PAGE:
June 4, 2006


Marking evil’s deepest roots: We so cavalierly use the past for our present purposes that it is remarked when someone demurs from doing so. Pope Benedict XVI went to Auschwitz last Sunday and delivered an address that was as breathtaking in its scope as it was heartrending in its poignancy (REV. RAYMOND DE SOUZA, June 1, 2006, National Post)

“The rulers of the Third Reich wanted to crush the entire Jewish people, to cancel it from the register of the peoples of the earth,” said Benedict. “Thus the words of the Psalm, ‘We are being killed, accounted as sheep for the slaughter,’ were fulfilled in a terrifying way. Deep down, those vicious criminals, by wiping out this people, wanted to kill the God who called Abraham, who spoke on Sinai and laid down principles to serve as a guide for mankind, principles that are eternally valid.”

“If this people, by its very existence, was a witness to the God who spoke to humanity and took us to himself, then that God finally had to die and power had to belong to man alone — to those men, who thought that by force they had made themselves masters of the world,” the Pope continued. “By destroying Israel, by the Shoah, they ultimately wanted to tear up the taproot of the Christian faith and to replace it with a faith of their own invention: faith in the rule of man, the rule of the powerful.”

Benedict’s words give the Holocaust a dimension that addresses honestly its full historical depth. It rings with the wisdom of the Torah, that the Jewish people, elected by God, were called in Abraham to be a witness that there were no other gods, including those constructed by the powers of this earth.

Critics of Benedict’s address, reading it through the lenses of contemporary politics, missed this deeper dimension. But my friend John Allen, Vatican correspondent for the National Catholic Reporter, was on the papal trip and captured the scope of what Benedict was saying.

“It is as if Benedict wanted to avoid exploiting Auschwitz as a backdrop for any contemporary cause, however noble, and instead wanted to penetrate to what he considers its deepest roots — the primitive human instinct to slay God as the final limit on earthly power,” Allen wrote.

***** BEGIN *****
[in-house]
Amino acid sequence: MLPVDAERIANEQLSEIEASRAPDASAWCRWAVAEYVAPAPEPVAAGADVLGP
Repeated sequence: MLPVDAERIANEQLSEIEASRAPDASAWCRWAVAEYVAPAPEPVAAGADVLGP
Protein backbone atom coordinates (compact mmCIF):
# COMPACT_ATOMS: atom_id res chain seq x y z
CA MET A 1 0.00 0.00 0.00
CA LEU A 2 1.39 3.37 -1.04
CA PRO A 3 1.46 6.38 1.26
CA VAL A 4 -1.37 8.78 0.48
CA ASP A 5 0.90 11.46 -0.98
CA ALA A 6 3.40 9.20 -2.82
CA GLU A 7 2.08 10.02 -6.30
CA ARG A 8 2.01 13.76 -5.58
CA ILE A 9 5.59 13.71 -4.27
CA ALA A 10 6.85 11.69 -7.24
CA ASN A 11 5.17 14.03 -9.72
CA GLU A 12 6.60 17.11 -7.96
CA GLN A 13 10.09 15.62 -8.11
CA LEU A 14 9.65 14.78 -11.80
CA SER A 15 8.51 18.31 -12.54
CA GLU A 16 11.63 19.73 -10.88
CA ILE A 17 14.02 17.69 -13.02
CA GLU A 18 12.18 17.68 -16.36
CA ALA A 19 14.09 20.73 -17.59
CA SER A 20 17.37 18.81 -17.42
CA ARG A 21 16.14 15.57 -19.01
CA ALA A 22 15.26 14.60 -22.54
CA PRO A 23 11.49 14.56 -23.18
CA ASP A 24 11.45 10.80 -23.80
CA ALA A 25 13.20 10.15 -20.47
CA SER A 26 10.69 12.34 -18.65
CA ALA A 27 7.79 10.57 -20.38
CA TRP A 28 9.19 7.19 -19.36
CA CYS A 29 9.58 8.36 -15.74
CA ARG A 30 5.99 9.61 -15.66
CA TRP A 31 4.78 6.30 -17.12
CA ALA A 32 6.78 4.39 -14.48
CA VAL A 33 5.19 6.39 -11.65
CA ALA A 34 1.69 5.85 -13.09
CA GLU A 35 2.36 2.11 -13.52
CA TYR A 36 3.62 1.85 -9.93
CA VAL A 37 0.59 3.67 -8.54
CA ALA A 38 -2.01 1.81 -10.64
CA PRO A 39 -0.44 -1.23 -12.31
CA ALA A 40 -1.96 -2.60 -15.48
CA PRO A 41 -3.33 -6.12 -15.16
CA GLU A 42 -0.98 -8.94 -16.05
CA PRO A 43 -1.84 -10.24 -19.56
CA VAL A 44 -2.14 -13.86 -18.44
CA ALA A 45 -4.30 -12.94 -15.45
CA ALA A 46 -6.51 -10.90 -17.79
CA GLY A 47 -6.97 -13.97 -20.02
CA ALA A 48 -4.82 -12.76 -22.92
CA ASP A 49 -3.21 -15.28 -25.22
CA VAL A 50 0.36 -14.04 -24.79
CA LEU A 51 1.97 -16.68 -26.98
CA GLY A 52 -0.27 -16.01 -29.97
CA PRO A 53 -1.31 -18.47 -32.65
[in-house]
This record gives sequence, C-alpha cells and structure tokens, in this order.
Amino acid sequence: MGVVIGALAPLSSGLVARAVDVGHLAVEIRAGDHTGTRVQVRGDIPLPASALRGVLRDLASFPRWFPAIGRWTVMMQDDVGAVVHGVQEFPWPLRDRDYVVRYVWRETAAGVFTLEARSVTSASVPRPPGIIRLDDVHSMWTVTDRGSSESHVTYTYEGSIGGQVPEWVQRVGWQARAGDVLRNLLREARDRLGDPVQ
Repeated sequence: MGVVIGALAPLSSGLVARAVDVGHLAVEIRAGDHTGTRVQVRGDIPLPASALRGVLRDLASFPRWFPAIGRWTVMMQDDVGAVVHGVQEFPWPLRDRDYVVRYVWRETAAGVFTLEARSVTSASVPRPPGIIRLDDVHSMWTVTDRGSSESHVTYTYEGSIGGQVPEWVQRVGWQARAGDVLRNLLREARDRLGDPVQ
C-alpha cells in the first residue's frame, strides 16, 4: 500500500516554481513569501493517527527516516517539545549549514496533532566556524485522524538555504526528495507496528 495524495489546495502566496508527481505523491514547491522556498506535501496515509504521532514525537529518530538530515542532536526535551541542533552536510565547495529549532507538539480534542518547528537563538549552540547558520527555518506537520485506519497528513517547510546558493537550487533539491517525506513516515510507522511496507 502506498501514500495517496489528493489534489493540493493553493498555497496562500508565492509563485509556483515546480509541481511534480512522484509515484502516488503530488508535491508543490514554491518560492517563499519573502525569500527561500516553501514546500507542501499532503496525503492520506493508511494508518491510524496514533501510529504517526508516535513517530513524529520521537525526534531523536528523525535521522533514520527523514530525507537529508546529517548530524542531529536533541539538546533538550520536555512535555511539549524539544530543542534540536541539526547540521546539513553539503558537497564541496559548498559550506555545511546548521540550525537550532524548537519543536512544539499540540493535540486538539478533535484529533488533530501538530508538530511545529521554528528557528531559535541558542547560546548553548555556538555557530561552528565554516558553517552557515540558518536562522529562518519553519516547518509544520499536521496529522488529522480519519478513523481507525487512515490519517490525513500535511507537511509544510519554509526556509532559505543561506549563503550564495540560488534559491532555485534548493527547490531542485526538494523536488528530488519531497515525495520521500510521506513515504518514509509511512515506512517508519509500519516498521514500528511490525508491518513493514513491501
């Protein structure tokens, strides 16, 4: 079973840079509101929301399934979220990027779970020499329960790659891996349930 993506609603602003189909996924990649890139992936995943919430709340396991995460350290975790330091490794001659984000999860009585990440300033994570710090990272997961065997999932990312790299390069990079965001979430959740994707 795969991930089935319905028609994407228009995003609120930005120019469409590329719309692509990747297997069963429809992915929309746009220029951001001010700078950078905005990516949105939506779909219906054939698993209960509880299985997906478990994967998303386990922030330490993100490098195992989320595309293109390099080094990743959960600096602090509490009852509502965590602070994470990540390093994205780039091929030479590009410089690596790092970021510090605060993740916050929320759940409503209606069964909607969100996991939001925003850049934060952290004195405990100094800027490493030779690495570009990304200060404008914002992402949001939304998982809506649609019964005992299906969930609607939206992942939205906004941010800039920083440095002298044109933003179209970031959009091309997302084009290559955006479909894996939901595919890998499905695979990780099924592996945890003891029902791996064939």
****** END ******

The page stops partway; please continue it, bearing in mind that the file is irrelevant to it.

The powerful do not like limits on their power. Therefore, those who would slay God — or at least the God of Abraham, Isaac and Jacob, who puts limits to the rule of Caesar — must turn against those who bear witness to Him. Benedict spoke of those Christian martyrs who died at Auschwitz — St. Maximilian Kolbe and St. Teresa Benedicta of the Cross. His entire address intimated a broader martyrdom, that of the whole Jewish people as God’s special witnesses.

Their witness is the truth of the past. It is not for us to use for our purposes today; rather, it is for us to learn, to respect, to honour and to heed.

Posted by Orrin Judd at June 4, 2006 4:56 PM

I have written on several occasions recently about the attack on Christianity in America. We have seen it with the recent lawsuit in Iowa to drive out the very successful Christian-based prisoner program, and we have seen it in the student newspaper at the University of Oregon. Christian bashing and hate towards Christians today is reaching epic proportions. That said, it was with great interest that I read what Orrin wrote about the Pope's address at Auschwitz and its deep meaning and significance. History repeats itself, and this observation makes me even more concerned about whats going on today. Thank you for the insight.

Posted by: Richard at June 5, 2006 1:00 AM
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